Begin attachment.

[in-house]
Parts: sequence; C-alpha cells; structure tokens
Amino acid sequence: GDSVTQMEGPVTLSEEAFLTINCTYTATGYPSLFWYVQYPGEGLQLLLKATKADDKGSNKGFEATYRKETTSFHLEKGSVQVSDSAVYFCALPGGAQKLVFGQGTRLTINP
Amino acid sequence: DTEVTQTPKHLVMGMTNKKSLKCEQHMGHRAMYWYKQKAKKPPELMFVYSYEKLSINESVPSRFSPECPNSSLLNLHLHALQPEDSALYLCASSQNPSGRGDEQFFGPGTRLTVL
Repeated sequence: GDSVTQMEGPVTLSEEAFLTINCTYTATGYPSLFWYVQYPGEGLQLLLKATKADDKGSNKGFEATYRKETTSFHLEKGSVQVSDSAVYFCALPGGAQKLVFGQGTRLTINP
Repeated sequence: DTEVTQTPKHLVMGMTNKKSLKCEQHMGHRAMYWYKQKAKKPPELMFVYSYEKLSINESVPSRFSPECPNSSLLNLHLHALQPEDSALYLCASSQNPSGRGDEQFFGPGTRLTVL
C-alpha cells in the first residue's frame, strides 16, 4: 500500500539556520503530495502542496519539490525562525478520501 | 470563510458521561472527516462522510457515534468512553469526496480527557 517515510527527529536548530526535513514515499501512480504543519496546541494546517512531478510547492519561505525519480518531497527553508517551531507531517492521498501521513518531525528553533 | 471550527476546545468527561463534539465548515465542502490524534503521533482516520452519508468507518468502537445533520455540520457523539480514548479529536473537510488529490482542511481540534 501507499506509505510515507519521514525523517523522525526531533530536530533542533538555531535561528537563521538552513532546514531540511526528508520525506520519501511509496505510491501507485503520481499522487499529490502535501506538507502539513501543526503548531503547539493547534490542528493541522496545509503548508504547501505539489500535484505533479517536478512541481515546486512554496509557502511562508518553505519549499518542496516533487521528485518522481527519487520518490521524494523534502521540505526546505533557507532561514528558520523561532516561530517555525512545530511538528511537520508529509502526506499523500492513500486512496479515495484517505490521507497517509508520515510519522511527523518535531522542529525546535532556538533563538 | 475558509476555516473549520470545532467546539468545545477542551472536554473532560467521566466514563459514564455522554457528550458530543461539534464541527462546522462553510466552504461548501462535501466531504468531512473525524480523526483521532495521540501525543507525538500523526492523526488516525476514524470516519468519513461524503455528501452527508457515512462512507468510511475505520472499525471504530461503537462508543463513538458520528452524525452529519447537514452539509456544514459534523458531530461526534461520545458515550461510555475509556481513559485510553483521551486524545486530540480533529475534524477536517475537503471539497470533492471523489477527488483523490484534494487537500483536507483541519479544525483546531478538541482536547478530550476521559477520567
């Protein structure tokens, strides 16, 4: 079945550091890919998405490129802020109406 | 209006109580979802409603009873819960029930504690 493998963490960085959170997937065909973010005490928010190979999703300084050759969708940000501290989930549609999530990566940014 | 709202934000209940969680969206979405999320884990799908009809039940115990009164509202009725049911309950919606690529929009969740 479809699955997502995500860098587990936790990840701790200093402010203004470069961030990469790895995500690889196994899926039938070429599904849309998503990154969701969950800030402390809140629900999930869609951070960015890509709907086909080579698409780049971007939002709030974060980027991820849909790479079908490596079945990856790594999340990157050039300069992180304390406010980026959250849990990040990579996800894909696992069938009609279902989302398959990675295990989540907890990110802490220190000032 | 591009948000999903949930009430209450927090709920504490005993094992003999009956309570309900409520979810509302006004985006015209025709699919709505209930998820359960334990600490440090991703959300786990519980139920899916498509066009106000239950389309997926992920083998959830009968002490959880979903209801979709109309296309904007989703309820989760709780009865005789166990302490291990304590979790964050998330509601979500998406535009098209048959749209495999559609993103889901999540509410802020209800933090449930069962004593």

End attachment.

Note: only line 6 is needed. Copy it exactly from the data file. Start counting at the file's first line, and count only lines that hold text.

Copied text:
Repeated sequence: DTEVTQTPKHLVMGMTNKKSLKCEQHMGHRAMYWYKQKAKKPPELMFVYSYEKLSINESVPSRFSPECPNSSLLNLHLHALQPEDSALYLCASSQNPSGRGDEQFFGPGTRLTVL